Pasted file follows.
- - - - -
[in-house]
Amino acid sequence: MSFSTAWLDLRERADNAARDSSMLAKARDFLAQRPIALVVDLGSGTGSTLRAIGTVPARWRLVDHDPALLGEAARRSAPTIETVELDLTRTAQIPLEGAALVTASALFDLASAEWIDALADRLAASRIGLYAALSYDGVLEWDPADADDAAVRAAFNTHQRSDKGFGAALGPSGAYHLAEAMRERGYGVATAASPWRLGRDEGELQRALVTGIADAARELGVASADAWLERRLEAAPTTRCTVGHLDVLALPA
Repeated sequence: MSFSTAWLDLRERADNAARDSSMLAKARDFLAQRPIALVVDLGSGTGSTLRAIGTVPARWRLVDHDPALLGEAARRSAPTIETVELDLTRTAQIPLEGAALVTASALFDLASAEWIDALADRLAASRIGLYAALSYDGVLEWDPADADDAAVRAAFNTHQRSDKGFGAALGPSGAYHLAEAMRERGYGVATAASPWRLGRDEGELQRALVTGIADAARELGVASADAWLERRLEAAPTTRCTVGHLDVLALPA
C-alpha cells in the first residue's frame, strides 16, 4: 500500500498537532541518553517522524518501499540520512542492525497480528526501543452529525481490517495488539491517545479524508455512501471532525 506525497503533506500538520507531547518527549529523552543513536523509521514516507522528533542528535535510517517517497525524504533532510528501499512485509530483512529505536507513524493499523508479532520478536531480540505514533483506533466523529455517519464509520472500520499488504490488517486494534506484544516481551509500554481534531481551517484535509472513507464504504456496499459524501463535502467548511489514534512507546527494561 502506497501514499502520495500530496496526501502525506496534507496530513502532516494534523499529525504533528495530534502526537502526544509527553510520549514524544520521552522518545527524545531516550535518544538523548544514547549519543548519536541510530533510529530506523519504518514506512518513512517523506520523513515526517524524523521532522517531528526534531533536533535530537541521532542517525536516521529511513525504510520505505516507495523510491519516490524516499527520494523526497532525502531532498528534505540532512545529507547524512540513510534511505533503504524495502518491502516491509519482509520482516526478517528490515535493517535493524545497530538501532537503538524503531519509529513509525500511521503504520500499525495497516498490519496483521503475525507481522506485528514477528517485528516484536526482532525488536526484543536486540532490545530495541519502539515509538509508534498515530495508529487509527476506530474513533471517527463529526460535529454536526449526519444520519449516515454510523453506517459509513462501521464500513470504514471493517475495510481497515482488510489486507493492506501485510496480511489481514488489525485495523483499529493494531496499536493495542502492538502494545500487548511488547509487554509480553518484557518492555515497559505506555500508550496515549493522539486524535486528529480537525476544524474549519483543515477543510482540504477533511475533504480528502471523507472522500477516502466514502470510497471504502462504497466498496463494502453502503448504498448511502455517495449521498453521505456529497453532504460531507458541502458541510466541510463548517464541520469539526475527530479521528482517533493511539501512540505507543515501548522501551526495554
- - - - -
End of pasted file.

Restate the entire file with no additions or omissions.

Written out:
[in-house]
Amino acid sequence: MSFSTAWLDLRERADNAARDSSMLAKARDFLAQRPIALVVDLGSGTGSTLRAIGTVPARWRLVDHDPALLGEAARRSAPTIETVELDLTRTAQIPLEGAALVTASALFDLASAEWIDALADRLAASRIGLYAALSYDGVLEWDPADADDAAVRAAFNTHQRSDKGFGAALGPSGAYHLAEAMRERGYGVATAASPWRLGRDEGELQRALVTGIADAARELGVASADAWLERRLEAAPTTRCTVGHLDVLALPA
Repeated sequence: MSFSTAWLDLRERADNAARDSSMLAKARDFLAQRPIALVVDLGSGTGSTLRAIGTVPARWRLVDHDPALLGEAARRSAPTIETVELDLTRTAQIPLEGAALVTASALFDLASAEWIDALADRLAASRIGLYAALSYDGVLEWDPADADDAAVRAAFNTHQRSDKGFGAALGPSGAYHLAEAMRERGYGVATAASPWRLGRDEGELQRALVTGIADAARELGVASADAWLERRLEAAPTTRCTVGHLDVLALPA
C-alpha cells in the first residue's frame, strides 16, 4: 500500500498537532541518553517522524518501499540520512542492525497480528526501543452529525481490517495488539491517545479524508455512501471532525 506525497503533506500538520507531547518527549529523552543513536523509521514516507522528533542528535535510517517517497525524504533532510528501499512485509530483512529505536507513524493499523508479532520478536531480540505514533483506533466523529455517519464509520472500520499488504490488517486494534506484544516481551509500554481534531481551517484535509472513507464504504456496499459524501463535502467548511489514534512507546527494561 502506497501514499502520495500530496496526501502525506496534507496530513502532516494534523499529525504533528495530534502526537502526544509527553510520549514524544520521552522518545527524545531516550535518544538523548544514547549519543548519536541510530533510529530506523519504518514506512518513512517523506520523513515526517524524523521532522517531528526534531533536533535530537541521532542517525536516521529511513525504510520505505516507495523510491519516490524516499527520494523526497532525502531532498528534505540532512545529507547524512540513510534511505533503504524495502518491502516491509519482509520482516526478517528490515535493517535493524545497530538501532537503538524503531519509529513509525500511521503504520500499525495497516498490519496483521503475525507481522506485528514477528517485528516484536526482532525488536526484543536486540532490545530495541519502539515509538509508534498515530495508529487509527476506530474513533471517527463529526460535529454536526449526519444520519449516515454510523453506517459509513462501521464500513470504514471493517475495510481497515482488510489486507493492506501485510496480511489481514488489525485495523483499529493494531496499536493495542502492538502494545500487548511488547509487554509480553518484557518492555515497559505506555500508550496515549493522539486524535486528529480537525476544524474549519483543515477543510482540504477533511475533504480528502471523507472522500477516502466514502470510497471504502462504497466498496463494502453502503448504498448511502455517495449521498453521505456529497453532504460531507458541502458541510466541510463548517464541520469539526475527530479521528482517533493511539501512540505507543515501548522501551526495554